Does the FDA Approve of Medical Marijuana in Ohio?
Medical cannabis is now legal in some shape or form in 33 states and the District of Columbia. In spite of the progress being made by individual states, the DEA and Food and Drug Administration (FDA) still view cannabis as a substance without any therapeutic value and a high potential for addiction. The Federal government’s position on cannabis is slowing the progression of knowledge regarding the benefits of cannabis as medication and keeping potential patients across the USA from accessing a substance that could very well benefit their health and well-being. Our quick eligibility survey can help determine if you pre-qualify to become a medical cannabis patient. At your first appointment, you can talk to an Ohio Medical Cannabis Physician to discuss the best treatment options for your needs.
As it stands today, Cannabis Sativa is still classified by the Federal Government as a Schedule I substance, which lumps it together with heroin, peyote, LSD, methaqualone, and Ecstasy as having no therapeutic or medicinal value and a high risk of addiction. (1)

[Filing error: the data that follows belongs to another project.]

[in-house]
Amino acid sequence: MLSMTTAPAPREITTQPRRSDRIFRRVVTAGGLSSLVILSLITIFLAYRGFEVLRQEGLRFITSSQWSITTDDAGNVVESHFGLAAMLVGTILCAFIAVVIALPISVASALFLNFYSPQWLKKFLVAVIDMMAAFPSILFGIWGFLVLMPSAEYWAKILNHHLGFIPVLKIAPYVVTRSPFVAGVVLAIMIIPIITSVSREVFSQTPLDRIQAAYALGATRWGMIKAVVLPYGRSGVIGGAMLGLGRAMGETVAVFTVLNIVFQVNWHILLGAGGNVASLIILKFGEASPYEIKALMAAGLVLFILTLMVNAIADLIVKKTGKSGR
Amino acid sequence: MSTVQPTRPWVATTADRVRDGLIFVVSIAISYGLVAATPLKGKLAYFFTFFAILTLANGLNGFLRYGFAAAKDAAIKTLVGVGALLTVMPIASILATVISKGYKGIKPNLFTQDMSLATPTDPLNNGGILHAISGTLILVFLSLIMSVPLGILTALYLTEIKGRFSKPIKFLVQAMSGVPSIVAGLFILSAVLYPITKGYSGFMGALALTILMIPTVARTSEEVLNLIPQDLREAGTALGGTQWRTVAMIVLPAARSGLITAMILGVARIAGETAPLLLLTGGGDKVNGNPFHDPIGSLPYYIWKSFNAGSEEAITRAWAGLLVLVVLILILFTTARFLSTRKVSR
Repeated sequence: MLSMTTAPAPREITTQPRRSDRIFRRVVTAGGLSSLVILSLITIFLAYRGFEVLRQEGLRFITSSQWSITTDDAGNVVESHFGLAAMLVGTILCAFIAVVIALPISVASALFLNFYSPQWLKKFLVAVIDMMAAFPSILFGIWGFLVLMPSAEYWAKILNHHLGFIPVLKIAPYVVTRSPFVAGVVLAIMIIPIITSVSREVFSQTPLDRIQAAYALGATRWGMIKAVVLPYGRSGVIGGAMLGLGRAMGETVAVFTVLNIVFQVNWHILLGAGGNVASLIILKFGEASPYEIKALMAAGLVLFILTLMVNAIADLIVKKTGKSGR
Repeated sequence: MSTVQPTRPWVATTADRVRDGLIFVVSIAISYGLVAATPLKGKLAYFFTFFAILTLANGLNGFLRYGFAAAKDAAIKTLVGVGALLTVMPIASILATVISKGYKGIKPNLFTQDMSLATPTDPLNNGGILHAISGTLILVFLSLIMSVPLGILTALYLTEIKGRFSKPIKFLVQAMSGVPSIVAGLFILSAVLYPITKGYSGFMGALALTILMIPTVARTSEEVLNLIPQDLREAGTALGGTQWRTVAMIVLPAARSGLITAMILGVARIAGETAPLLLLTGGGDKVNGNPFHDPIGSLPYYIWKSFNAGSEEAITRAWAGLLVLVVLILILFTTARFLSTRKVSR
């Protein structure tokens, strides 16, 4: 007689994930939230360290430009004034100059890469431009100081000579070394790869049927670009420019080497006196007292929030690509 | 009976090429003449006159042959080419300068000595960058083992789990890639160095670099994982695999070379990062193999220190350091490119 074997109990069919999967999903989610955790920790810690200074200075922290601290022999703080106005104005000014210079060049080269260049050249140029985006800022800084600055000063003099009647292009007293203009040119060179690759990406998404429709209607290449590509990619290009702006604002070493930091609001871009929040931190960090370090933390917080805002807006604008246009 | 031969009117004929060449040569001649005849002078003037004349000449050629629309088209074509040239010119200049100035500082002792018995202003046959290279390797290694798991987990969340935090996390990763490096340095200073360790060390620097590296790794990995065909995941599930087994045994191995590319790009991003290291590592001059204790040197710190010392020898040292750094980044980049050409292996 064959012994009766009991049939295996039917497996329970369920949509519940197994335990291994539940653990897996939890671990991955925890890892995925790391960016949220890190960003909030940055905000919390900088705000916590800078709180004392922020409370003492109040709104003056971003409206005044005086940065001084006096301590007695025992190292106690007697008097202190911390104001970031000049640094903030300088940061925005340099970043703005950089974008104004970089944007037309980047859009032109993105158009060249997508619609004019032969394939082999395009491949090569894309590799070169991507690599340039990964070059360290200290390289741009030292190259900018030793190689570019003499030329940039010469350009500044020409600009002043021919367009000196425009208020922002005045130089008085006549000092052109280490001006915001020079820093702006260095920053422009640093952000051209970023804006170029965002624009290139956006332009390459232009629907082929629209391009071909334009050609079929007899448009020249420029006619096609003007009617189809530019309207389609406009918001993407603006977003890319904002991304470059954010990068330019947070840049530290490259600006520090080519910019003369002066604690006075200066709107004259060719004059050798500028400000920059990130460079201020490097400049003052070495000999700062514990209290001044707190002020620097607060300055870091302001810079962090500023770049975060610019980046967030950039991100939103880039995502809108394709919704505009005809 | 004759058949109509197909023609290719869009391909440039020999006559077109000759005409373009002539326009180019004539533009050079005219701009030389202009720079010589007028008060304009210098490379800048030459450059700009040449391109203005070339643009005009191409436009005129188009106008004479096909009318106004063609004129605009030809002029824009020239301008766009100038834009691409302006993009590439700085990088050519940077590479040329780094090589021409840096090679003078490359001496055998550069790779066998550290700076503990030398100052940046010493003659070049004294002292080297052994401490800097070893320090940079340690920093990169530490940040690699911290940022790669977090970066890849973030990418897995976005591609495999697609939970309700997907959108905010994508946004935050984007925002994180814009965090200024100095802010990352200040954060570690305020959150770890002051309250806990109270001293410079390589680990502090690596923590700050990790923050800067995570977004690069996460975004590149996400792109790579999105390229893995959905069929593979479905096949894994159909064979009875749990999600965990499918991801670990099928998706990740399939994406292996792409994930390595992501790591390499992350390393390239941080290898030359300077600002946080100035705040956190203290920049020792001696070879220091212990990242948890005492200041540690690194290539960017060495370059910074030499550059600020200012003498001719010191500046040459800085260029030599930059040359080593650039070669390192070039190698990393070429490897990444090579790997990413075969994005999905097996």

The FDA requires documentation proving the benefits of a drug in order to approve it for use, but they are putting up roadblocks to studying cannabis by making it almost impossible to get approved for a study, and even more difficult to obtain the product needed to conduct the research once the study has been approved.
While all other Schedule I drugs can be produced in private labs for research purposes, the DEA has only allowed one facility, located at the University of Mississippi, to grow cannabis for research. The National Institute on Drug Abuse (NIDA), whose mission is to “research the harmful effects of controlled substances and stop drug abuse.”(2), is responsible for selling cannabis to approved researchers. Requirements for obtaining cannabis from NIDA for federally-approved studies include the following: